As resident are added to MEA, they can choose to opt out. There is a 60-day period before and a 60-day period after they begin receiving energy from MEA that customers can choose to opt-out and stay with PG&E at no cost. After that period, residents can choose to leave MEA and pay a fee.

Residents also have an option of what type of energy composition they would like to receive from MEA. The "light-green" option provides 25 percent renewable energy at or below PG&E costs. The "dark-green" option provides 100 percent renewable energy slightly above PG&E costs.

The default option if residents do nothing is to receive "light-green" energy from MEA.

For residents, who choose to stay with MCE, not much would change on their bill. PG&E will continue to provide the transmission services and the bill will still come from PG&E. MEA will simply be providing the electricity generation, which is one line item on an energy bill.

Fairfax and Belvedere were the two towns to choose the dark-green option for municipal energy use.

During the opt-out period for Phase 1 customers, PG&E sent flyers to residents urging them to stay with PG&E and called residents' homes offering to opt them out of MEA. But in April 2010, the California Public Utilities Commission told PG&E to stop violating state law and ruled that some opt-outs that had been obtained by PG&E were illegal and invalid.

"We just want to make sure that Marin residents know that participation is not mandatory, but it is automatic," said Romans.

"We knew it would be very difficult and very mean, but the audacity of the misinformation was surprising," said McGlashan.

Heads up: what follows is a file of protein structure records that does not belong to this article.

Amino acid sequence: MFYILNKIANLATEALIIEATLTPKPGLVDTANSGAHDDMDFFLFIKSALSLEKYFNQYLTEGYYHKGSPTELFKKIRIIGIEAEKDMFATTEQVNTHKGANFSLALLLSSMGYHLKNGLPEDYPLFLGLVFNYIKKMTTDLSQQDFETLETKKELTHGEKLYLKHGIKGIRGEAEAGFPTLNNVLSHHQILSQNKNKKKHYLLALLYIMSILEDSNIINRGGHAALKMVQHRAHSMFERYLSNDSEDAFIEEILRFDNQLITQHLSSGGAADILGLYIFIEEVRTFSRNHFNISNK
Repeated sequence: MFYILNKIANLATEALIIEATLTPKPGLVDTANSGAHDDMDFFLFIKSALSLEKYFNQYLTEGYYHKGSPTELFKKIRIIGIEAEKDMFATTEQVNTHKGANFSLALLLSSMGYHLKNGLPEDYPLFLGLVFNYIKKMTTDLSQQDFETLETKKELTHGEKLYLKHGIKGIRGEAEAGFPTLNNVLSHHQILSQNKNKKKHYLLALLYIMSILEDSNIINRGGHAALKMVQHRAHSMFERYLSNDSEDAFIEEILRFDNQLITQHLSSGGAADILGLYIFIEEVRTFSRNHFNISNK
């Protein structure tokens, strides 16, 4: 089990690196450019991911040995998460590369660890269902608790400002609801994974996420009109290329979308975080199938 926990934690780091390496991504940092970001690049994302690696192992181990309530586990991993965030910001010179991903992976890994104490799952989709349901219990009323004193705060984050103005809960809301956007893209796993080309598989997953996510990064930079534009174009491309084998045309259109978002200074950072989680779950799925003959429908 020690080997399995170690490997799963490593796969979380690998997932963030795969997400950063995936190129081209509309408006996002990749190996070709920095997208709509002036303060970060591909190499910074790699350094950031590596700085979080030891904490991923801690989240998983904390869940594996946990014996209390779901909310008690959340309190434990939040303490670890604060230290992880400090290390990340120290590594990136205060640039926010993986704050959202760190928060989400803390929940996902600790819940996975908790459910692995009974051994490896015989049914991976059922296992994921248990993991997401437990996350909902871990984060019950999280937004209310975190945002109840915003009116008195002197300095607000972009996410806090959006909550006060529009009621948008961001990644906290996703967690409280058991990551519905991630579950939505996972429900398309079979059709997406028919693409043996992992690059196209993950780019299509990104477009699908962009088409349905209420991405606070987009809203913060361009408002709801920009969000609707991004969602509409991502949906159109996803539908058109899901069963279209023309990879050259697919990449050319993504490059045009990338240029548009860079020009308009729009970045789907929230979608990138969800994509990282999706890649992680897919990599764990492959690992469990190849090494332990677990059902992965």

PG&E also spent $46 million on Proposition 16 in the June 2010 election, which would have required any community choice aggregation to obtain a two-thirds vote of all residents before forming. Because MEA was able to serve all its Phase 1 customers before the election, it would have only been affected in that if any other towns wanted to join MEA a two-thirds approval of all residents in the joining town and in the current member towns would have been required. However, Proposition 16 failed.

On May 7, MEA began providing energy to its Phase 1 customers. In order to meet the $1.6 million start-up costs, four private investors guaranteed $750,000 of the loan necessary from the bank and the County Supervisors guaranteed the rest.

So far, said MEA Executive Director Dawn Weisz, all goals are being met in terms of load demand and cash flow. Though 16.4 percent of customers have opted out, MEA's business plan assumed a 20 percent opt-out rate.

"It's going great. We haven't run into any difficulties," said Weisz.

The agency is also looking to continue to grow. At its Aug. 20 board meeting, the panel will discuss a range of growth opportunities, starting with the possibility of reaching out to those municipalities who decided against going with the energy authority to see if they will reconsider now that Marin Clean Energy is established.

The agency has been receiving a number of inquiries from municipalities elsewhere in the state, said Weisz and must decide whether to provide a blueprint or offer to have them join Marin Clean Energy itself.

"Sonoma County would be a great candidate to join forces rather than reinventing the wheel," said Shawn Marshall, MEA Board Vice Chair. "But the most important thing now is to make sure that we stay in business through this first phase."

In the meantime, two local energy efficiency programs are getting much of the agency's attention to expand renewable power production.

Solar Shares, a program pioneered by the Sacramento Municipal Utility District, allows residents without the ability to install solar panels on their roofs to invest in a solar installation elsewhere in Marin. The agency would select a site for such an installation and investors could then participate in net metering, where a renewable energy system owner receives credit for at least a portion of the power they generate.

"It's great for people who live under trees and that sort of thing," Weisz said.

Solar Shares will likely launch in the fall, while the Bay Area Retrofit Program, funded by a grant from the California Energy Commission that came from federal stimulus money, will assist 600 homeowners in getting energy audits completed.